It’s January 3 and Christmas is officially over.  Yes, it’s time to take down the Christmas tree.  Which entails a slightly different approach from the one I grew up with.

In the suburbs of St. Louis, we would remove the ornaments, pack them into boxes and shove them in the basement somewhere.  If you’d asked me anytime between January 3 and Thanksgiving where those ornaments were, I couldn’t have told you.  If your attic or basement was anything like ours, it was filled with cardboard boxes of stuff jammed onto shelves.

Besides, in the middle of July, why did it matter if I knew where the Christmas ornaments were anyway?

But living in Nederland, in wildfire country, it does matter.  Because as I tenderly put together “fire boxes” shortly after we moved here, I thought about our belongings.  What did we have that was truly irreplaceable?

Among those cherished mementos is our box of Christmas ornaments.  You see, over the years, since I was a child, I’ve been collecting ornaments. As a child, my mom and dad would give my brother and me an ornament in our stocking.  I still have a shiny gold Rudolf with my name etched on it.

As an adult, I started a new tradition with Christmas ornaments.  As I have traveled around the country and around the world, I buy an ornament to remember our trip with.  Just this year, I unpacked a glass palmetto tree that we bought at a charming shop in Charleston, South Carolina.  I also hung a black and white bird with an orange beak — a puffin that I got in Iceland.  In September, I bought a little Inuit ornament hand crafted at a village in Alaska.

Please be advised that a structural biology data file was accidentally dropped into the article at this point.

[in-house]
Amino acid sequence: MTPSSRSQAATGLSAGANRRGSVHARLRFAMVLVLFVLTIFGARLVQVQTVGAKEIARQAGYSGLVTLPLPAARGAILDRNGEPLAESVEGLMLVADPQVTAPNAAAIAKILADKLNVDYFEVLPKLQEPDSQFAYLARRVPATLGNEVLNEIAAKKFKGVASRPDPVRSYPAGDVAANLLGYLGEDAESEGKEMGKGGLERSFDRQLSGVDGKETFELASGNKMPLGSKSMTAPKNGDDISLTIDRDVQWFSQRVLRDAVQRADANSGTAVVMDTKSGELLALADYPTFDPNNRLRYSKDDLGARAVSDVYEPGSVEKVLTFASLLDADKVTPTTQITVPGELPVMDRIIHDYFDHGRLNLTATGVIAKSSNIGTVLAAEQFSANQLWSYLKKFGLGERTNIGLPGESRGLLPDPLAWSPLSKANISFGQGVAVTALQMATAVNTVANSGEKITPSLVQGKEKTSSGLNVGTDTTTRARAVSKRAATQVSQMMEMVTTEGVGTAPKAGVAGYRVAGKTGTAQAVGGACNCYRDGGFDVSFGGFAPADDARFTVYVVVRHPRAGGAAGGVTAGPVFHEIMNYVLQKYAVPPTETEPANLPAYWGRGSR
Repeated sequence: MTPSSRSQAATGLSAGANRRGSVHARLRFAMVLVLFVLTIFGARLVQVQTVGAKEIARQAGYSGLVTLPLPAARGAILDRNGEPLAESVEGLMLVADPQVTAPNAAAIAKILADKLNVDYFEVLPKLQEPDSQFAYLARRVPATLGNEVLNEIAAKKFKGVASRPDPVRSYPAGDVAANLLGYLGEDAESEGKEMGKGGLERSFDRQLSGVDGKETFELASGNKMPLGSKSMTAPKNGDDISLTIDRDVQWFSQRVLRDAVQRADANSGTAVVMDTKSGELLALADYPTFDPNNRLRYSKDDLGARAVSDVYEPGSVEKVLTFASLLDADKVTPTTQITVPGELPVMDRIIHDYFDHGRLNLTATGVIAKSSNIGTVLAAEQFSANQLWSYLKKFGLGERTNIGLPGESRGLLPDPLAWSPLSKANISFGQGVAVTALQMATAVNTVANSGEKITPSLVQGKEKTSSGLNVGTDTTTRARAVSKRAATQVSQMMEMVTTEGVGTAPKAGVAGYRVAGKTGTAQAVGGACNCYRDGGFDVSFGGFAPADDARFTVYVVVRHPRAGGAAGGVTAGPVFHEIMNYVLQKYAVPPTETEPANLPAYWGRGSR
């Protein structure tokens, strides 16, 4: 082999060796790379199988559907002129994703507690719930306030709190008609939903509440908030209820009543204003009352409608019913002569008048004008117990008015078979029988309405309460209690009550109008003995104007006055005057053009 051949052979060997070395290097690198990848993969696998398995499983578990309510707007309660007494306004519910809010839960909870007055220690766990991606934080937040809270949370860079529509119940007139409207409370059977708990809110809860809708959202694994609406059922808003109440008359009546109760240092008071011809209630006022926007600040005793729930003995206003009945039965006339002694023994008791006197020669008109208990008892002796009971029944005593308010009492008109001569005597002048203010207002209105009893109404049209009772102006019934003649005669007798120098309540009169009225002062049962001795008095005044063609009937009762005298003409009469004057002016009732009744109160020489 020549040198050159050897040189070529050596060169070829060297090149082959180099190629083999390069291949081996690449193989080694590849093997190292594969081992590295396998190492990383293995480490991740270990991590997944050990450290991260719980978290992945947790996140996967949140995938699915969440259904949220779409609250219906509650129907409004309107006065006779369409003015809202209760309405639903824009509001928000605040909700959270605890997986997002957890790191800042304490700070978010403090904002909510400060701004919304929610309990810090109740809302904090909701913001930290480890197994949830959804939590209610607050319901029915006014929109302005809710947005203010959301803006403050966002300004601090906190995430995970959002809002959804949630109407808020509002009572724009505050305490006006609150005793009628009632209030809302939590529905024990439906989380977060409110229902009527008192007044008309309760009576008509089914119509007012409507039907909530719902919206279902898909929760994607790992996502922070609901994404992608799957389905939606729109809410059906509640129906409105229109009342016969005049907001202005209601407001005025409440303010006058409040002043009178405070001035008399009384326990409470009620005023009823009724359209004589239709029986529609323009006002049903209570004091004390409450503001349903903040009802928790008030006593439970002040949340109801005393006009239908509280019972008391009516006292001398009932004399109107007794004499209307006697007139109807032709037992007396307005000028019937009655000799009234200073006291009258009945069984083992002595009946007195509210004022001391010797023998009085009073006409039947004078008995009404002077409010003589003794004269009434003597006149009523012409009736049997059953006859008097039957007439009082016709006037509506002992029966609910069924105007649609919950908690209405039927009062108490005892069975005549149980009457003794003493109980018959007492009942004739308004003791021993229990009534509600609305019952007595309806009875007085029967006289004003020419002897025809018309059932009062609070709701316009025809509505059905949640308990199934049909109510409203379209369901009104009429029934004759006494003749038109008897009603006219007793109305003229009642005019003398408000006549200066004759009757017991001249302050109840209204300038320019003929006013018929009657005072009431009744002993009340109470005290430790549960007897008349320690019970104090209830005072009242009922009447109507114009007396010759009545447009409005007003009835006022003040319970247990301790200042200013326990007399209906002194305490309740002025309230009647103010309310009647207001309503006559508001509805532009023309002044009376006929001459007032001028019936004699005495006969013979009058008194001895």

These things could never really be replaced, so I lovingly pack them in a tote box with tissue paper.  They are stashed with our other two fire boxes full of old photos and scrapbooks.  When we had to evacuate for the Cold Springs Wildfire three years ago, I knew exactly where that box full of ornaments was, and grabbed it shortly after putting our pets in the car.

The other part of taking down the tree that differs is what we actually do with the tree.  As a child, I remember seeing trees stacked by the curb in the weekend after New Year’s.  But no one’s coming to haul away our tree here in Colorado.

Yet a dead tree is certainly a fire risk, so I don’t want to leave it next to our house.  I’ve come up with three possibilities of recycling your tree when you live in the wildfire zone.

  1. Get a burn permit and set it on fire when conditions allow (five inches or more of snow on the ground).
  2. Roll the tree down the hill from the house, so it’s more than 100 feet away, thus effectively reducing wildfire risk.
  3. Leave the tree out behind the garage along with other assorted dead and down trees, and wait until the sort yard opens in May to haul it away.  The sort yard being the place where mountain homeowners can drop off branches, logs and dead and down wood.

I guess we’ll see how I’m feeling on Sunday when the ultimate decision is made.